Five Must-See Places in Rural Galicia
Discover historic towns, picturesque villages, and a unique landscape found nowhere else in Spain
The pilgrimage city of Santiago de Compostela is undoubtedly the most famous tourist destination in Galicia; but venture a little further inland and you’ll discover historic towns, picturesque villages, and a unique landscape found nowhere else in Spain.
The choice of places to visit is endless but here are five suggestions to whet your appetite.
Monforte de Lemos
Situated approximately 100 kilometres southwest of Santiago de Compostela is Monforte de Lemos. Despite its size, Monforte is a city: an honour bestowed on the town in 1885 by King Alfonso XII. Two years earlier, Monforte had become a major rail junction on the Madrid to A Coruña railway. The Galicia Railway museum, located close to the station, reflects the economic importance of this historic rail link.
The city skyline is dominated by the Torre da Homenaxe or Homage Tower, the Palace of the Counts of Lemos, and the 17th century monastery of San Vincente do Pino: all of which are perched on a hilltop in the centre of town. In 2004, after major restoration work, the palace and monastery opened their doors to the public as the all new Parador of Monforte. A short walk down from the Parador is the restaurant O Grelo: an ideal location for a spot of lunch or cooling refreshments before continuing on.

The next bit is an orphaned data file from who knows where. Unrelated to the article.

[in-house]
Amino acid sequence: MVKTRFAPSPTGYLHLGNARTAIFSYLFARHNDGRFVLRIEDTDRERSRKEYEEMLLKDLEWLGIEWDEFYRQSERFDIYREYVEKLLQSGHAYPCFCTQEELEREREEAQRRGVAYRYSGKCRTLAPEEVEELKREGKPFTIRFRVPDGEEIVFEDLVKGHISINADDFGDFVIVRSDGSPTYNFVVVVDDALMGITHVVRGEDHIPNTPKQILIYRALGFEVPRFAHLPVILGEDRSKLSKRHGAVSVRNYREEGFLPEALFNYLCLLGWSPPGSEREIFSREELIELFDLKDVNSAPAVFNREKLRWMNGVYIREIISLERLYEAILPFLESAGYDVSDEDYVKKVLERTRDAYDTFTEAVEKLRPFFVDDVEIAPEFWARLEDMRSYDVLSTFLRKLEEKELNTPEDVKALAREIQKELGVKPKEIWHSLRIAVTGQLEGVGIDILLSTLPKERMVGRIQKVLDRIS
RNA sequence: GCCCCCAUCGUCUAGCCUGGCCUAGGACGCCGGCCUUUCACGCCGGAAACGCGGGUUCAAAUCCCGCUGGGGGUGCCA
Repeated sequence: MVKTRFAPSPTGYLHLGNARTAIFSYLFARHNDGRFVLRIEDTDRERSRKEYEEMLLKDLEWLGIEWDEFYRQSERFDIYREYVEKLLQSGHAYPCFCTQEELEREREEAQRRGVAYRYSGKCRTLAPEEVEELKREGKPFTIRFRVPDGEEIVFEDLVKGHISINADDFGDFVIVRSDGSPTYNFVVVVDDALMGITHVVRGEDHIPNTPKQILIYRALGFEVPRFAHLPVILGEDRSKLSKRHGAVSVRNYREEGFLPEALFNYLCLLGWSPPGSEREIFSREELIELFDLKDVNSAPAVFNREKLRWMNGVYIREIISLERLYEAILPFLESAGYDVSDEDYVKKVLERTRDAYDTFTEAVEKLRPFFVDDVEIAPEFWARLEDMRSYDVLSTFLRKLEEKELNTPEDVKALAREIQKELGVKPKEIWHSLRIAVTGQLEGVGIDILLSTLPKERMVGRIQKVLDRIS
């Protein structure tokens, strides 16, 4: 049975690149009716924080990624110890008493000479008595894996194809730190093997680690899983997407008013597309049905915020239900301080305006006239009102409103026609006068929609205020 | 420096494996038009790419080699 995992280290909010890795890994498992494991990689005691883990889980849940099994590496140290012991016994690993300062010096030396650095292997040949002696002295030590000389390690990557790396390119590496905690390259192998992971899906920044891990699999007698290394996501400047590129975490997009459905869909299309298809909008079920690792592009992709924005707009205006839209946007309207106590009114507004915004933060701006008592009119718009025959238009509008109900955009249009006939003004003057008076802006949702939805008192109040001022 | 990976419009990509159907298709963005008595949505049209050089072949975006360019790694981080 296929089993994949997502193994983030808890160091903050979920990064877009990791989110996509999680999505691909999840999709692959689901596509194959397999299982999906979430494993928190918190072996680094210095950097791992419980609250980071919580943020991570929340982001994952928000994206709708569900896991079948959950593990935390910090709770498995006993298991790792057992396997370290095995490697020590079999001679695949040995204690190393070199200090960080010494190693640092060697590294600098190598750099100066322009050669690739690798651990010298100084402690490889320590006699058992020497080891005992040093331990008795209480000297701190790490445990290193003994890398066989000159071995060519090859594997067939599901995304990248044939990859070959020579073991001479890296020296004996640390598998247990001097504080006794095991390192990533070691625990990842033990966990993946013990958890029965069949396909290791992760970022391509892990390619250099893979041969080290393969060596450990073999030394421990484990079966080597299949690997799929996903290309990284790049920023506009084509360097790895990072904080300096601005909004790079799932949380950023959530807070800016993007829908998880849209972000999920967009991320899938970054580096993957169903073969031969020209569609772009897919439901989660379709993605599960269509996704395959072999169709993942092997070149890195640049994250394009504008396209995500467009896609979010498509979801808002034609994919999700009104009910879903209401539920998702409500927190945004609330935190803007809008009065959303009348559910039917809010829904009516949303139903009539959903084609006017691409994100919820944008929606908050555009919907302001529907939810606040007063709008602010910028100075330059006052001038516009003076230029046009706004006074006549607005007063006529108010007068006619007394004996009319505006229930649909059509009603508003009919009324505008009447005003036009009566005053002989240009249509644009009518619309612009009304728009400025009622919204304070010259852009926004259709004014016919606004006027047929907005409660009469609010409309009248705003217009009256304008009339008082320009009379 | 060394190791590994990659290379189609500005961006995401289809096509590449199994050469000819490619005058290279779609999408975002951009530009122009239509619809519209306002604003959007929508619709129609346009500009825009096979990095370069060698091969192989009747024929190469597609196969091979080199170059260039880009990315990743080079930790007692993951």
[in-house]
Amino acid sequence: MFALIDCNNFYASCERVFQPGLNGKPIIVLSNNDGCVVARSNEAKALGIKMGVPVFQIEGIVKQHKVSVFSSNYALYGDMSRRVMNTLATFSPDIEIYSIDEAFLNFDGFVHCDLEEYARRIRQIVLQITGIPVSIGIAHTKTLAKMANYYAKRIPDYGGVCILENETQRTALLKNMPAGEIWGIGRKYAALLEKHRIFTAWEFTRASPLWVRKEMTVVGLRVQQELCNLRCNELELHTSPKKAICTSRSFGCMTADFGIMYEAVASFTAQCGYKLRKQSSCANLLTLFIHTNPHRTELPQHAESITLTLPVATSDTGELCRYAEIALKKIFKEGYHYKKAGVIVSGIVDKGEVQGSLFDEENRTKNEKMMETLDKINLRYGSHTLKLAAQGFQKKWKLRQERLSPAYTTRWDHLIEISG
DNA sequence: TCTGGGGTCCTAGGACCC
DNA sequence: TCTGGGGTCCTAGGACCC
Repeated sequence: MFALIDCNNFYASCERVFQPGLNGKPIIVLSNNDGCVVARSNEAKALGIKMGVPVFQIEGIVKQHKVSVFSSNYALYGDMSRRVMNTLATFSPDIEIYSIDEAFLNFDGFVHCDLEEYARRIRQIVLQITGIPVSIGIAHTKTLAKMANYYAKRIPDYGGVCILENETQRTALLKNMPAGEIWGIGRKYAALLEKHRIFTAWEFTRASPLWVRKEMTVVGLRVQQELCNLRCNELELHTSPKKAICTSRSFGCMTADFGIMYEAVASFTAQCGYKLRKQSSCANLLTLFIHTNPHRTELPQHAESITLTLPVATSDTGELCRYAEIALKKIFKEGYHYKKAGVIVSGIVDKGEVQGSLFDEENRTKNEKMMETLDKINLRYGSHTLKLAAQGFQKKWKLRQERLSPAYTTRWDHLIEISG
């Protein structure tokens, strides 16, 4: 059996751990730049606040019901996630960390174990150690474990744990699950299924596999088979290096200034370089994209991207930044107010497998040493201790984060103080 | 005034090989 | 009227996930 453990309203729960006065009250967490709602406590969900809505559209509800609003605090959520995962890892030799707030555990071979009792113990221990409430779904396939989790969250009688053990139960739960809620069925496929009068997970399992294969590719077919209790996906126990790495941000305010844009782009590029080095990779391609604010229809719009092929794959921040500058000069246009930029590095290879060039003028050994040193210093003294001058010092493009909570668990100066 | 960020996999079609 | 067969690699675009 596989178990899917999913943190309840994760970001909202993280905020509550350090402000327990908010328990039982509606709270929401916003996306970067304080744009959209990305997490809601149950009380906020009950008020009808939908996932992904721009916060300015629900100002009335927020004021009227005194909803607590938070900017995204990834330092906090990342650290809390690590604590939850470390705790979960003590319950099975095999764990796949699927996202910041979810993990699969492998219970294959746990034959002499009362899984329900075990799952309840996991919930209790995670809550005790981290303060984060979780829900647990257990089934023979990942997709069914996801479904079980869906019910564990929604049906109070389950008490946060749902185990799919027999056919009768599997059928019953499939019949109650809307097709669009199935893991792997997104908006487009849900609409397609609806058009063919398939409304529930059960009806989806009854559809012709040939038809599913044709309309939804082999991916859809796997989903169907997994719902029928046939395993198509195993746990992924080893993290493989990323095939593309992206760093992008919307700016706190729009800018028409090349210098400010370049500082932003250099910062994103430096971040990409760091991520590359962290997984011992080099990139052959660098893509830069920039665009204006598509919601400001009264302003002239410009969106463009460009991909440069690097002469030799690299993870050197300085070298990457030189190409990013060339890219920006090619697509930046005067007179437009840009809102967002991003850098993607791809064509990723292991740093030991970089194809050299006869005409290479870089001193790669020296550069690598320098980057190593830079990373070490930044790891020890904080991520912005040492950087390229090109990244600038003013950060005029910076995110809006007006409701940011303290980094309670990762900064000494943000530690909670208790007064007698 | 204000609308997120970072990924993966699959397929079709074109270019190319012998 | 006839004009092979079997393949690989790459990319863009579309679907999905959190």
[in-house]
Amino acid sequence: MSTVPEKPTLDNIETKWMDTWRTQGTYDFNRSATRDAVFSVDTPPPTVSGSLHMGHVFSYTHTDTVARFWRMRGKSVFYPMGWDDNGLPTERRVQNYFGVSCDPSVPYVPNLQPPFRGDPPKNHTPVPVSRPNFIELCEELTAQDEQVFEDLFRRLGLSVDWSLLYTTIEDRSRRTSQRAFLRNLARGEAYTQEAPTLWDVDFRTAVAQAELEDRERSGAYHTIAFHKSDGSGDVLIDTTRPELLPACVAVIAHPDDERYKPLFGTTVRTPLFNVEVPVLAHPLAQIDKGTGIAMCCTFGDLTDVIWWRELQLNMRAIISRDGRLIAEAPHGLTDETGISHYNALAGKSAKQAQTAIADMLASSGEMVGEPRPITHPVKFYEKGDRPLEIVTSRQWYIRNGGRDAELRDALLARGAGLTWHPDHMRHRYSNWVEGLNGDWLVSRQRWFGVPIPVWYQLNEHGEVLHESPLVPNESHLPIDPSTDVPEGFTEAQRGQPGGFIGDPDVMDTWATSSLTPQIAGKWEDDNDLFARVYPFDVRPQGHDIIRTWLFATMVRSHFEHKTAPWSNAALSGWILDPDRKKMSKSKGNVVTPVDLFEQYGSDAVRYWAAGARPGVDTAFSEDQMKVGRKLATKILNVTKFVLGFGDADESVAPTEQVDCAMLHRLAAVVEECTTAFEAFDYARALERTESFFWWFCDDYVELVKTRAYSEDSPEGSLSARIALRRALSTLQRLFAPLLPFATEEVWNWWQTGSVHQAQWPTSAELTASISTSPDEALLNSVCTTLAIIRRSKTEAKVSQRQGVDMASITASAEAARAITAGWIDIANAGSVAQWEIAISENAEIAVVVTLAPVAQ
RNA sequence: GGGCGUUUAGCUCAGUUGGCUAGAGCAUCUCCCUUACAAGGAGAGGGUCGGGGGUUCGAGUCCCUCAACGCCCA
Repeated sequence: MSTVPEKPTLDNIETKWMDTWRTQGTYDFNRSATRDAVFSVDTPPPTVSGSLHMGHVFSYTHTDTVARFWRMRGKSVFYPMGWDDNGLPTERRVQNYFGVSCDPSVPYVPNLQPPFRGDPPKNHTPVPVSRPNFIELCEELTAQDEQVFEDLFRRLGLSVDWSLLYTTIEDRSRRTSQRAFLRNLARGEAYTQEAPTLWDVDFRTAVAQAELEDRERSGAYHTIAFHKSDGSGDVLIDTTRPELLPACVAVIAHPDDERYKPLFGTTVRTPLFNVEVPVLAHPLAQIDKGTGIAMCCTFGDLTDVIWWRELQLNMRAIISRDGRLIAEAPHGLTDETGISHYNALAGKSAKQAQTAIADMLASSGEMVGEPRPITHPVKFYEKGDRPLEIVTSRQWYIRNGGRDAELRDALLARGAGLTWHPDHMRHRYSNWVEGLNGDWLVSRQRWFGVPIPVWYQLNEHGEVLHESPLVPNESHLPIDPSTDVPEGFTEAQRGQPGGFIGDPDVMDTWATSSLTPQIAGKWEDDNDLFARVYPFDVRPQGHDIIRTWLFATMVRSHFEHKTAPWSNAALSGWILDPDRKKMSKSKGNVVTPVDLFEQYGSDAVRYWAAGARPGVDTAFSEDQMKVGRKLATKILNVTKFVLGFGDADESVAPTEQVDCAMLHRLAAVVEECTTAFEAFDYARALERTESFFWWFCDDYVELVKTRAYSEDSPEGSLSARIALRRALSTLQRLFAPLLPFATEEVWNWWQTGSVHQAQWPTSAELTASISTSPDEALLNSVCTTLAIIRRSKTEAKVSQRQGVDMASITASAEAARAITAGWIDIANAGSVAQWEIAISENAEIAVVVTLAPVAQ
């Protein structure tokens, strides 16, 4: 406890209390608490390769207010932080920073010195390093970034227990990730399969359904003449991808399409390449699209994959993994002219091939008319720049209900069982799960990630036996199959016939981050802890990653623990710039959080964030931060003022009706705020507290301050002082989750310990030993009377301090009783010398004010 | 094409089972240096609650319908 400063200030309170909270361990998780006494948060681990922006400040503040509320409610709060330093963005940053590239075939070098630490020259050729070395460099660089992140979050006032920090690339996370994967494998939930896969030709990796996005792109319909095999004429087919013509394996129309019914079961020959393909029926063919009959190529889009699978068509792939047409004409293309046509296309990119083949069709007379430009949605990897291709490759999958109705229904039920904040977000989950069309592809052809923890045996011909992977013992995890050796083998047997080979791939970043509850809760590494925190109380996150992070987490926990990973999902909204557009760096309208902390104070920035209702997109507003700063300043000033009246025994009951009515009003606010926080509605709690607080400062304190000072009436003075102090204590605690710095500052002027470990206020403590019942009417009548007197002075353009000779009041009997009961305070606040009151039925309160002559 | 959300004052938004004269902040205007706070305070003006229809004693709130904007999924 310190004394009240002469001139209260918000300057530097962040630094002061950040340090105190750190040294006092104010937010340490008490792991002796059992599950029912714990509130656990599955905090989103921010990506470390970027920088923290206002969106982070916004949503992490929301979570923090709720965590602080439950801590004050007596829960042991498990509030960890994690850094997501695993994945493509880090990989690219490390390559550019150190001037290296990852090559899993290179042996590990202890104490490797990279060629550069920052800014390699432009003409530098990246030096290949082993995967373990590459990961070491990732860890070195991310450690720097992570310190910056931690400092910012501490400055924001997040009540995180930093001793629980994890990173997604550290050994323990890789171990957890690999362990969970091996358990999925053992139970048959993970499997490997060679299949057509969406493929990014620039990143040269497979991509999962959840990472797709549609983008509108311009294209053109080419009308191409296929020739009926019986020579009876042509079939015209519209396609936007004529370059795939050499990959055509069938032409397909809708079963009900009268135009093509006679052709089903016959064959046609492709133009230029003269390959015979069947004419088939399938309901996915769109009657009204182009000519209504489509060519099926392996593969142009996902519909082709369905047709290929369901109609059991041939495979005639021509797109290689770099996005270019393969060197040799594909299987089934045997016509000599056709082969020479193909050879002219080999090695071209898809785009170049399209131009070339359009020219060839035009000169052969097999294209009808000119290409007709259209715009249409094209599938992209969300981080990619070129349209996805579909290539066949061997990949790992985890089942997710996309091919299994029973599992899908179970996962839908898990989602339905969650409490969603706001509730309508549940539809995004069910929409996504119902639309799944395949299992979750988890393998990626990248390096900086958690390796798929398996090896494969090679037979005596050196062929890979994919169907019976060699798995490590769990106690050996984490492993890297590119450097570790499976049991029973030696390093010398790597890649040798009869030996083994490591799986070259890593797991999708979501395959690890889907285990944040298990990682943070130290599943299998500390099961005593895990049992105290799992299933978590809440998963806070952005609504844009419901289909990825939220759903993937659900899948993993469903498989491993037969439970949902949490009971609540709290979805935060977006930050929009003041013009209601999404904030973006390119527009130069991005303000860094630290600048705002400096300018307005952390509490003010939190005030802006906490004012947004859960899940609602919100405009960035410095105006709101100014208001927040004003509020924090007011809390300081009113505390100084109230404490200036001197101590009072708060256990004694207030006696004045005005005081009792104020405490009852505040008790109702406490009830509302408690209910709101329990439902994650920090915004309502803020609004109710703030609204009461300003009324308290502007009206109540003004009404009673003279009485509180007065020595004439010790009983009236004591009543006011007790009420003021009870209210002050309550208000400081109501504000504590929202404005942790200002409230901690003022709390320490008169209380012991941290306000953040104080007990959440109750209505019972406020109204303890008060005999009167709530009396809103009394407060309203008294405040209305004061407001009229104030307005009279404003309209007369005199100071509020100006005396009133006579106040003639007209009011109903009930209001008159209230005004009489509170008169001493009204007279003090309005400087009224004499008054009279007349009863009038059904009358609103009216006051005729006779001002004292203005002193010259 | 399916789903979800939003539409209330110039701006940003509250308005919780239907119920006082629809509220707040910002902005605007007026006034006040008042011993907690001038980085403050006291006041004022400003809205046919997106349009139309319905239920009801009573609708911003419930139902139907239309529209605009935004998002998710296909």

At the foot of the hill lies a labyrinth of narrow streets and paved alleyways that form a major part of the old town. On Rúa do Comercio you’ll find the Ribeira Sacra wine centre: a relatively new addition to the city. On the first floor, visitors are given the opportunity to discover the history of wine making in the area through interactive exhibits. On the ground floor there’s a shop featuring wines from most of the local bodegas (wineries) and a bar where you can select your favourite and enjoy a tasty tapa. The centre also doubles as the Oficina de Turismo (Tourist Information Centre).